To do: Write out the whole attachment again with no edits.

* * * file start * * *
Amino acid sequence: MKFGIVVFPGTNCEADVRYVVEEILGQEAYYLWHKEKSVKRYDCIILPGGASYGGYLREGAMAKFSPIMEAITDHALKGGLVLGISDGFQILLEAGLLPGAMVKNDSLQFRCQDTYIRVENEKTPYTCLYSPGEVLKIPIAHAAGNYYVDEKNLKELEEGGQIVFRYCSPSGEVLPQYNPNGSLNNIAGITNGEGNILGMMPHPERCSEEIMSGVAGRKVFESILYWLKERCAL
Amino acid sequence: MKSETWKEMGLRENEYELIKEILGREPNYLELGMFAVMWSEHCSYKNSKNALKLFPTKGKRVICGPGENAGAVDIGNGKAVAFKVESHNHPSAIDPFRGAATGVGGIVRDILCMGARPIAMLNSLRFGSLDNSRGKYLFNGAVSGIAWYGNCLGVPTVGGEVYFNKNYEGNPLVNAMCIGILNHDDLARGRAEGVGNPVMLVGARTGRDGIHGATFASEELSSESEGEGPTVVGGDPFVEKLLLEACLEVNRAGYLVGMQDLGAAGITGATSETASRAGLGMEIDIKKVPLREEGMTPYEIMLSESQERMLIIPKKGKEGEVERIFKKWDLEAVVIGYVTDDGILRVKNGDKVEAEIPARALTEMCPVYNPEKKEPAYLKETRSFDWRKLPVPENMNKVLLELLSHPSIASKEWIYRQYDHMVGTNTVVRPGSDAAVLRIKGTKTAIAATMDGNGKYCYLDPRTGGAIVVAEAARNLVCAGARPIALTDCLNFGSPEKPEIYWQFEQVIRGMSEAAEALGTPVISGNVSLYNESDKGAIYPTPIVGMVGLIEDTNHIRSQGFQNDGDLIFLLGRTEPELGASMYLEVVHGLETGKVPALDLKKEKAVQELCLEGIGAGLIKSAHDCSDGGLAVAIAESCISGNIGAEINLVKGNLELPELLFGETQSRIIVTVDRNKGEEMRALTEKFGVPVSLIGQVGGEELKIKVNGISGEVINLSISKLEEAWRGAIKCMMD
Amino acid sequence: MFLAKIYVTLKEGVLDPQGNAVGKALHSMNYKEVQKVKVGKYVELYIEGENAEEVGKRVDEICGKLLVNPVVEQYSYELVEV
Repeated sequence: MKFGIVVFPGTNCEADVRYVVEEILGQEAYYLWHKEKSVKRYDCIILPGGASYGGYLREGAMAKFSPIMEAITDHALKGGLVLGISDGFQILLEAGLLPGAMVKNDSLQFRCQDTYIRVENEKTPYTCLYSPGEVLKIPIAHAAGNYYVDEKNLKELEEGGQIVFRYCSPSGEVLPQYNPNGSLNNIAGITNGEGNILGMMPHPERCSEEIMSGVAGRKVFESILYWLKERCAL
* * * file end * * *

Amino acid sequence: MKFGIVVFPGTNCEADVRYVVEEILGQEAYYLWHKEKSVKRYDCIILPGGASYGGYLREGAMAKFSPIMEAITDHALKGGLVLGISDGFQILLEAGLLPGAMVKNDSLQFRCQDTYIRVENEKTPYTCLYSPGEVLKIPIAHAAGNYYVDEKNLKELEEGGQIVFRYCSPSGEVLPQYNPNGSLNNIAGITNGEGNILGMMPHPERCSEEIMSGVAGRKVFESILYWLKERCAL
Amino acid sequence: MKSETWKEMGLRENEYELIKEILGREPNYLELGMFAVMWSEHCSYKNSKNALKLFPTKGKRVICGPGENAGAVDIGNGKAVAFKVESHNHPSAIDPFRGAATGVGGIVRDILCMGARPIAMLNSLRFGSLDNSRGKYLFNGAVSGIAWYGNCLGVPTVGGEVYFNKNYEGNPLVNAMCIGILNHDDLARGRAEGVGNPVMLVGARTGRDGIHGATFASEELSSESEGEGPTVVGGDPFVEKLLLEACLEVNRAGYLVGMQDLGAAGITGATSETASRAGLGMEIDIKKVPLREEGMTPYEIMLSESQERMLIIPKKGKEGEVERIFKKWDLEAVVIGYVTDDGILRVKNGDKVEAEIPARALTEMCPVYNPEKKEPAYLKETRSFDWRKLPVPENMNKVLLELLSHPSIASKEWIYRQYDHMVGTNTVVRPGSDAAVLRIKGTKTAIAATMDGNGKYCYLDPRTGGAIVVAEAARNLVCAGARPIALTDCLNFGSPEKPEIYWQFEQVIRGMSEAAEALGTPVISGNVSLYNESDKGAIYPTPIVGMVGLIEDTNHIRSQGFQNDGDLIFLLGRTEPELGASMYLEVVHGLETGKVPALDLKKEKAVQELCLEGIGAGLIKSAHDCSDGGLAVAIAESCISGNIGAEINLVKGNLELPELLFGETQSRIIVTVDRNKGEEMRALTEKFGVPVSLIGQVGGEELKIKVNGISGEVINLSISKLEEAWRGAIKCMMD
Amino acid sequence: MFLAKIYVTLKEGVLDPQGNAVGKALHSMNYKEVQKVKVGKYVELYIEGENAEEVGKRVDEICGKLLVNPVVEQYSYELVEV
Repeated sequence: MKFGIVVFPGTNCEADVRYVVEEILGQEAYYLWHKEKSVKRYDCIILPGGASYGGYLREGAMAKFSPIMEAITDHALKGGLVLGISDGFQILLEAGLLPGAMVKNDSLQFRCQDTYIRVENEKTPYTCLYSPGEVLKIPIAHAAGNYYVDEKNLKELEEGGQIVFRYCSPSGEVLPQYNPNGSLNNIAGITNGEGNILGMMPHPERCSEEIMSGVAGRKVFESILYWLKERCAL